Darwin was stumped when he discovered the fossils of a bizarre Ice Age animal in 1834 during his famous voyages on the HMS Beagle. With the limited amount of bones available, even his great mind couldn't figure out what group of animal this specimen belonged to. Years later, the bones were passed on to renowned paleontologist Richard Owen for him to figure out, but still no dice. Over 180 years later and the mystery remained, until now.
A new study has reconstructed the DNA of this strange creature to finally place it on the evolutionary tree. The research, led by the University of Potsdam, was recently published in the journal Nature Communications.
The animal in question is Macrauchenia patachonica, a mammal that's believed to have gone extinct in South America between 20,000 and 10,000 years ago, when it suddenly disappeared from the fossil record. It’s a long-necked, long-limbed mammal that looks a bit like a mash-up of a camel, a giraffe, and an elephant straight out of a fantasy film for kids. But despite these vague similarities to well-known animals, the M. patachonica did not have any close living relatives, making its identification very tricky indeed.
This new project gathered bone samples collected across South America and extracted the mitochondrial DNA from its ancient collagen protein. The team discovered that it actually belongs to a lineage that split from Perissodactyla, an order of odd-toed ungulates that includes horses, rhinos, and tapirs. The two groups are thought to have diverged about 66 million years ago.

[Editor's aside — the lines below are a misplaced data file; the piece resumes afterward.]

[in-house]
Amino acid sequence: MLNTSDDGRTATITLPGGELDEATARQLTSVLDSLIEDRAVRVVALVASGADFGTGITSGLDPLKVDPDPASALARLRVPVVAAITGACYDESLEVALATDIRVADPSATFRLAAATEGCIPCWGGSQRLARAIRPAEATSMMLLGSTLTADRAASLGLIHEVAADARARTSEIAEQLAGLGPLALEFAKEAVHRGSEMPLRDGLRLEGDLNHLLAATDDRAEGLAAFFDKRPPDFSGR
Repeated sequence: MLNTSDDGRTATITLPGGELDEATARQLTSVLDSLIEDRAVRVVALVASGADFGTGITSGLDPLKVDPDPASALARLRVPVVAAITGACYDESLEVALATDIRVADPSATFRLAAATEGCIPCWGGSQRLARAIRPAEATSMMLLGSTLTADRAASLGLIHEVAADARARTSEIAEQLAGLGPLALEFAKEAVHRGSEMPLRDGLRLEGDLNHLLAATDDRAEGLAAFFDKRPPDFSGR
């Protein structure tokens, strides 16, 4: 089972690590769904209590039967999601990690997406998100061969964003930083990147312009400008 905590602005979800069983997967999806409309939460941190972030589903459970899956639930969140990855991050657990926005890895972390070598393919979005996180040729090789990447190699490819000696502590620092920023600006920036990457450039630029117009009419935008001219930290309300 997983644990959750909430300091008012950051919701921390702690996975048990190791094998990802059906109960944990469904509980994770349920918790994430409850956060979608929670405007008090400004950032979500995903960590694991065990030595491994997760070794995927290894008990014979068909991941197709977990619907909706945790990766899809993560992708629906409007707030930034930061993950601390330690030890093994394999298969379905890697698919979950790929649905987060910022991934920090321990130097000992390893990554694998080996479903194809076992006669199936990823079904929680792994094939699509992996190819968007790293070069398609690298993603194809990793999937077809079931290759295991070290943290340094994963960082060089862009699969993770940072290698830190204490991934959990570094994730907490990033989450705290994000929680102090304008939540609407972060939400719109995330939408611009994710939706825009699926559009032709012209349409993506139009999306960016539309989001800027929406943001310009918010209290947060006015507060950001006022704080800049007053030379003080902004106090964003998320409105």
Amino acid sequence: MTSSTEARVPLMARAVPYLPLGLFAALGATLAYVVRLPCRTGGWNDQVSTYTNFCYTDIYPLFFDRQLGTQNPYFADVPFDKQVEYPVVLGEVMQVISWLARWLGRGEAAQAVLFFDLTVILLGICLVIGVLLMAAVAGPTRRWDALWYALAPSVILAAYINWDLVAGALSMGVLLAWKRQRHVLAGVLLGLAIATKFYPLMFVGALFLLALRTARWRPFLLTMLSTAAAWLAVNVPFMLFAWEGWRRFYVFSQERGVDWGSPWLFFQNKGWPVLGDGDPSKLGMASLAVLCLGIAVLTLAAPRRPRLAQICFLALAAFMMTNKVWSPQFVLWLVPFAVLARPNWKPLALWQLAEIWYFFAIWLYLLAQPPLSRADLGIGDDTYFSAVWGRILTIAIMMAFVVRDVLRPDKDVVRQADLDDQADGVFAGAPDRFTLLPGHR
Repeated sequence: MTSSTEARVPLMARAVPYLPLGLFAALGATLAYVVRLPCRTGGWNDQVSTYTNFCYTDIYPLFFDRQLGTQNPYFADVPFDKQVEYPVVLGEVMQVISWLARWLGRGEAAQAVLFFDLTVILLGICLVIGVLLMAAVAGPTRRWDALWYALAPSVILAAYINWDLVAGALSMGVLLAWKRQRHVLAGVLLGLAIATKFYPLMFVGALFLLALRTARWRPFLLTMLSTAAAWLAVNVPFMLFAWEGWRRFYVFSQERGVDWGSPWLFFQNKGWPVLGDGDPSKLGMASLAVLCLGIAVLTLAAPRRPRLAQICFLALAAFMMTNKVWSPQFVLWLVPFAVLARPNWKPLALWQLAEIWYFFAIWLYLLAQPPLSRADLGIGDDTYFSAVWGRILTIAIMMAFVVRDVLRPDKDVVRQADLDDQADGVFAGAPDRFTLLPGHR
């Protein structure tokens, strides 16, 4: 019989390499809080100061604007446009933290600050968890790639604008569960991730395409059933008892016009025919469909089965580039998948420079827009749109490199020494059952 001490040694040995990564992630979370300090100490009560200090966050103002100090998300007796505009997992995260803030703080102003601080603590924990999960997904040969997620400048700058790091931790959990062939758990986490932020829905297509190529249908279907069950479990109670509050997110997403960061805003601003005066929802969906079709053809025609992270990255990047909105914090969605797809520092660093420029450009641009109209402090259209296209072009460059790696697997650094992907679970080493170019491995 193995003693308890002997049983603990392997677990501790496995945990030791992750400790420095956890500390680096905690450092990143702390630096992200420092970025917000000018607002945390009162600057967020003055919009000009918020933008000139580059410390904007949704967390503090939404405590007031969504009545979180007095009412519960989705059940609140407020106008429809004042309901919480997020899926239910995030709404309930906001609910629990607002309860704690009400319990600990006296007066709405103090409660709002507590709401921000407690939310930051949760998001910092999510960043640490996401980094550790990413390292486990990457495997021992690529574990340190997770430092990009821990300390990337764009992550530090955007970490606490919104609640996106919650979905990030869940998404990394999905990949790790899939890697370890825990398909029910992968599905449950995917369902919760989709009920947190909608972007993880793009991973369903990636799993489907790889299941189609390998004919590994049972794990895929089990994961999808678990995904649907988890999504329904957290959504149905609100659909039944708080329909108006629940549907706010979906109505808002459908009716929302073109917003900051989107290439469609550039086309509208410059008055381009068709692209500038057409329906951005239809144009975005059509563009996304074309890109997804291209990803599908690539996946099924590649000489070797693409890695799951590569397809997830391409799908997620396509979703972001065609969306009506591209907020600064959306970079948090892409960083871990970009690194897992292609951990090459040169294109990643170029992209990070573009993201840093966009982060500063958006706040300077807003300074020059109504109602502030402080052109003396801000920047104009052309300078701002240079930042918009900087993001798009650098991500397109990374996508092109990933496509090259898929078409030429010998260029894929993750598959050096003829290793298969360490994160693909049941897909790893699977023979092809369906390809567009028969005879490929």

"We now have found a place in the tree of life for this group, so we can now also better explain how the peculiarities of these animals evolved," Michi Hofreiter, lead author and paleogenomics expert at the University of Potsdam, told CNN.
Sequencing the DNA was no small feat, however. DNA tends to degrade over the years, especially if it's kept in a warm climate for thousands of years. The researchers effectively had to piece together the DNA from short sequences of genetic material from numerous different individuals. This was made all the tougher because the animal has no close living relatives for the researchers to “fill in the missing spaces”.
“Paleontologists until modern days have been confused by these animals," Hofreiter told Gizmodo. "Reconstructing a reliable sequence from these short DNA segments with only distant relatives, that’s a challenge."
He added: “A big thing to underline is there have been vast improvements in what people have been able to do with ancient DNA because of improvements to instrumentation and software.”